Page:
As a conclusion, we have learned extensively that diversity is more than just having more colored people or more women in the companys workforce. Most industry professionals nowadays are still view diversity through the old paradigms. This is not their fault because in the beginning the issue of diversity brought to spotlight due to lack of minority groups representation in the industries. As academic researchers continue to invent new methods to benefit from diversity, companies must keep themselves updated with these breakthroughs so they can improve their performance. Companies that constantly keeping pace with latest management improvement techniques will have competitive edge that can retain, even attract more and more talented employees. To be able to succeed in todays globalized business world, a company or an individual must develop strong intercultural and diversity competencies. Intercultural competency includes how to interact professionally with people from other culture at work while diversity competency includes how to work with people who are different than us, be it gender, race, ethnicity, income level, physical traits, sexual orientation, or religious based. A good manager will be successful if he or she has strong balance of skills required at work. These skills are technical, administrative, management and people skill. Diversity and intercultural competencies are the crux of most of the issues faced by managers when dealing in the realm of people skill. By correctly apply and continuously improving those two competencies, managers will be able to tap into the holistic benefits of diversity in each of their company, resulting in good career progress, happy employees and low turnover rate. At the end of the day, the golden rule; treat others the way you want to be treated will always safeguard us in dealing with diverse types of people anywhere.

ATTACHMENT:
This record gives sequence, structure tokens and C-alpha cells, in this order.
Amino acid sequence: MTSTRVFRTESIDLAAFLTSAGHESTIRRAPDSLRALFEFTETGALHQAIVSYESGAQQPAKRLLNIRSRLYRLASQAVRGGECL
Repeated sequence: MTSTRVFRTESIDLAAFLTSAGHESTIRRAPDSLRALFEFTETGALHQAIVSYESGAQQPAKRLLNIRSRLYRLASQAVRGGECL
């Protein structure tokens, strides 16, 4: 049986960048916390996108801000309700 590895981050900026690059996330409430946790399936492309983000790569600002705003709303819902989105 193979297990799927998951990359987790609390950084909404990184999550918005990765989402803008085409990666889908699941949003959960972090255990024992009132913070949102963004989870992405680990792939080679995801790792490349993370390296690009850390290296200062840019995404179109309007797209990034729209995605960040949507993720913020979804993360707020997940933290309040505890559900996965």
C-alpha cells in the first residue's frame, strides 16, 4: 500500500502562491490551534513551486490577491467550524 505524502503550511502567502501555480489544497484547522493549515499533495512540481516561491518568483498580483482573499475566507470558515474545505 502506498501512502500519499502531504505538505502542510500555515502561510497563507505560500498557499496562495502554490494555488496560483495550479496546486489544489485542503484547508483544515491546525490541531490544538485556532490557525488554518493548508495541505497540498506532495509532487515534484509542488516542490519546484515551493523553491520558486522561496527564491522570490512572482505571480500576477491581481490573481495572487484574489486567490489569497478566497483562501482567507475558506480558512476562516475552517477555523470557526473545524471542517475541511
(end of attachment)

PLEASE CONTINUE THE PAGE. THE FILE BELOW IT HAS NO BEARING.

Reference Thomas, D. & Ely, R. (1996, Sept/Oct) Making Differences Matter: a New Paradigm for Managing Diversity, Harvard Business Review, volume 74, pp. 79-90. Whitelaw, K. (2010) Diversity Efforts Uneven in U.S. Companies, NPR. Retrieved on May 17, 2013 from Definition of Paradigm. (2013) Retrieved on May 17, 2013 from